A Chartered Accountant’s Guide to a Business Plan

25 March 2022|Related :

Every year in the UK, approximately 400,000 new businesses start up. The first few years of business can be incredibly challenging and the decisions you make in the early stages can determine your business’ success in the long run.

That’s why it is absolutely essential to have a detailed business plan in place, giving you a detailed structure to work from in order to meet your goals.

In this guide, we’ll be explaining some of the key things you should consider as part of your business plan when setting up a new company.

Should You Register as a Sole Trader or Limited Company?

When deciding whether you should set up your business as a sole trader or limited company, it is important to understand the differences to begin with.

A sole trader is a self-employed person that fully owns their business, meaning they take full liability should anything go wrong and their personal finances can take a hit.

A limited liability company is legally distinct from the owner and has a unique company identity that must be registered with Companies House. This allows for more than one owner or director to share limited liability, meaning their personal finances won’t be affected if the business was to struggle financially.

Which is Right for My Business?

To help you decide which is best for your business, it’s essential to know how each aspect of the business is impacted. 


Sole traders are able to keep all of their earnings after tax, which is paid by the self assessment system. This means that your earnings depend entirely on your performance, which is great if you do well but very risky if you don’t.

The owners of a limited company receive their earnings in the form of a salary, which is taxed at standard PAYE rates, but they can also draw their earnings from bonuses and dividends.


Sole traders are legally required to pay income tax at the standard rate and make National Insurance Contributions on all profits. Any business expenses are tax deductible, so only your profits would be taxed. 

Although this taxation is efficient for smaller traders with lower incomes, it’s less so for larger companies.

As limited companies are registered at Companies House, they must pay corporation tax. 

For large companies, the rate is actually lower than it is for sole traders, so registering as a limited company can be a lot more tax efficient for businesses with high turnovers and big profits.

If you’re looking to keep your business small, you’re likely better off registering as a sole trader for tax purposes. If you’re aiming to outgrow the SME title, you’re likely better off registering as a limited company.

Personal Liability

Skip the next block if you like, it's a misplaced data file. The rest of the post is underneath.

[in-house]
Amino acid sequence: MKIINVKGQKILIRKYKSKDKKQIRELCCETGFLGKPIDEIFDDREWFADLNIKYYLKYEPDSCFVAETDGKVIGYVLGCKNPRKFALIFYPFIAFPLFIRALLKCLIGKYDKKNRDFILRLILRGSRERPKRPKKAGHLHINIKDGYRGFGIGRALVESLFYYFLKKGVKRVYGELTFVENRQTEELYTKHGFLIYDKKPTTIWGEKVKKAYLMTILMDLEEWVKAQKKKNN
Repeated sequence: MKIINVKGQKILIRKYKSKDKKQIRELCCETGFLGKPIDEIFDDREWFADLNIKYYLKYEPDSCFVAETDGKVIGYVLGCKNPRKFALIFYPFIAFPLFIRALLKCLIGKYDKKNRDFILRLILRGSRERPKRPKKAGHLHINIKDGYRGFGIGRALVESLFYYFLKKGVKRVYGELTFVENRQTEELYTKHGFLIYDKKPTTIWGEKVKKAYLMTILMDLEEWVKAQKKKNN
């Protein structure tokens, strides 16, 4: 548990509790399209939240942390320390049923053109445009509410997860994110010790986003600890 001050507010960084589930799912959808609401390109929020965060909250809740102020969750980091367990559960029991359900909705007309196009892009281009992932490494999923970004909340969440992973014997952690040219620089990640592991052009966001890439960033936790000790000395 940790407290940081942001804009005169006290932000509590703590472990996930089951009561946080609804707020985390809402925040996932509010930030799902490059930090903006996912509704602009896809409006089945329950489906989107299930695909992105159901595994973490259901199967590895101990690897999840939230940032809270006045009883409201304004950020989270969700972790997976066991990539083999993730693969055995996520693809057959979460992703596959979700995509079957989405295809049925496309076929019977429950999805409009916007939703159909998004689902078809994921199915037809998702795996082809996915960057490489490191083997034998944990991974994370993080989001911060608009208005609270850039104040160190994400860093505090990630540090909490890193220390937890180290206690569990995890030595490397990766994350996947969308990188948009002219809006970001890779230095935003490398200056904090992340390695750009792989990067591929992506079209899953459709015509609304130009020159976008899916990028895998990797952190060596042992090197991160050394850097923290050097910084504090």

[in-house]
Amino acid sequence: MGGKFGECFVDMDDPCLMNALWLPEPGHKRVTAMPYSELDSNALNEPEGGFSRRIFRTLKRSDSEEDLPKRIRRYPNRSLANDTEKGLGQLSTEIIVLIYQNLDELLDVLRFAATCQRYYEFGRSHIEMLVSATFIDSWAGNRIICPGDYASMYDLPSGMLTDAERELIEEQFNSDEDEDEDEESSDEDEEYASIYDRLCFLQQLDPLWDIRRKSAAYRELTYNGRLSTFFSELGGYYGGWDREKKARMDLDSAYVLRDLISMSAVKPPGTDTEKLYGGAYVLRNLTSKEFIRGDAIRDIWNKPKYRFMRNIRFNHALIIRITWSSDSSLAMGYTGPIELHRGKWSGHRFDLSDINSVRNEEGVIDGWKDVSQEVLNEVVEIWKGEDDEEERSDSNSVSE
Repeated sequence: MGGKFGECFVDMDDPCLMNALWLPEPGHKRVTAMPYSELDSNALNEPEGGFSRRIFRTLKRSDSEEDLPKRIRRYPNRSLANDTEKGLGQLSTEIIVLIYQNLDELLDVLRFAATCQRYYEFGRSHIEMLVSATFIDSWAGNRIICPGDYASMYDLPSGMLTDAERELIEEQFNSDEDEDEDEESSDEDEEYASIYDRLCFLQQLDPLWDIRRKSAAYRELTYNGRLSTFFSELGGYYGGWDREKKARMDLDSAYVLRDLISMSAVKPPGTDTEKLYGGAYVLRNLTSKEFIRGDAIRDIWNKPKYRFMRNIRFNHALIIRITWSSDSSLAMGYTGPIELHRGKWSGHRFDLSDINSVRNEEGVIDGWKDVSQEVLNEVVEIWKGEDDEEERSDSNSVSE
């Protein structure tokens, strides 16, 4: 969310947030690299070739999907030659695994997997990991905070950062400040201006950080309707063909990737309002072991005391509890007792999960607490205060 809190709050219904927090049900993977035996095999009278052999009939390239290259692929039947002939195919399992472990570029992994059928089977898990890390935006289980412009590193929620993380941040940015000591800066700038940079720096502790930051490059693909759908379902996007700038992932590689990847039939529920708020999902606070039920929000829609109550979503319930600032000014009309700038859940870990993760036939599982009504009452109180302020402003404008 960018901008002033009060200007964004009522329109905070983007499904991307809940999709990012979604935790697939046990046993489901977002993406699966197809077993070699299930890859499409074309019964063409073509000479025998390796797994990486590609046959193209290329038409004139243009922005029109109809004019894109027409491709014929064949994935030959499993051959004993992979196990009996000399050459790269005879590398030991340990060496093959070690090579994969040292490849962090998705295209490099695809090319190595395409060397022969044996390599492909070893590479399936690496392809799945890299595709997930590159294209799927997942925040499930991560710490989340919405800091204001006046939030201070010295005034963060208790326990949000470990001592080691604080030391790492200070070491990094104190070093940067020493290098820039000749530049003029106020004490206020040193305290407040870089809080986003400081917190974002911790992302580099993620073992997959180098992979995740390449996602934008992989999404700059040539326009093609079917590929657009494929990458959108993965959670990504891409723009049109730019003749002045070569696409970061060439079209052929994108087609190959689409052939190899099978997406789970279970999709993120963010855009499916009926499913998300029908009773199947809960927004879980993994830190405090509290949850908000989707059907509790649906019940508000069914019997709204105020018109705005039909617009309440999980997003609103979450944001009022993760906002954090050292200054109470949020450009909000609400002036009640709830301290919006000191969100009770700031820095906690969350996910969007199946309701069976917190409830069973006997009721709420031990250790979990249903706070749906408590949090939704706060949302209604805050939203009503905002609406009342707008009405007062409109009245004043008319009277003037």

Operating as a sole trader gives you total control over your business and there are typically less administrative tasks involved. However, it does come with a risk to your personal finances.

Under UK law, there isn’t a legal distinction between your personal and business assets, so if your business runs up any debts, creditors can claim your personal assets in order to balance the books.

Similarly, if a client tries to sue you or take you to court, you may be liable to pay any costs yourself.

Unlike sole traders, directors of a limited company have limited liability, so it’s highly unlikely that they will be held personally accountable for any debts or lawsuits that their business incurs (bar criminal activity or negligence).

If your limited company experiences financial issues, your personal assets will be protected and the company will go into liquidation.

If you’re still not sure which option is best for your business, our team at Ryans can help you decide on the most suitable structure, using our wealth of experience working with businesses from all different industries as guidance.

Securing Funding with a Loan or Investment

If you are attempting to get a loan or investment for your business funding, you will need to present a very convincing business plan to the bank and/or investors, including your cash flow projections, budgets and trading forecasts.

The problem is, most people who start up a business do so because they have a great proposition, not because they’re experts in the legal, financial and fiscal aspects of running a business.

That’s why at Ryans, we can help you to develop a detailed business plan that will wow investors and reassure them that your business venture is a worthwhile investment for them.

Long and Short Term Financial Planning

A business needs to be able to make informed decisions and identify opportunities for growth in order to succeed. This includes working out your short, medium and long term goals and better prioritising them or finding great opportunities for investment.

However, with all the other daily pressures of running a business, strategic financial planning is often not given the attention it needs. This results in rushed judgements, over or under-capacity, or missed opportunities- and of course nobody wants that.

Fortunately, at Ryans, our surrogate financial director is a professionally qualified accountant who can act as your Non-Executive Financial Director to bolster your Board of Directors. 

They can attend board meetings to help you make better informed decisions, control all aspects of financial management, and attend meetings with investors, customers and suppliers to give them the reassurance that you mean business.

If your business could use better planning and preparation, let’s have a chat today to discuss how Ryans can help you.

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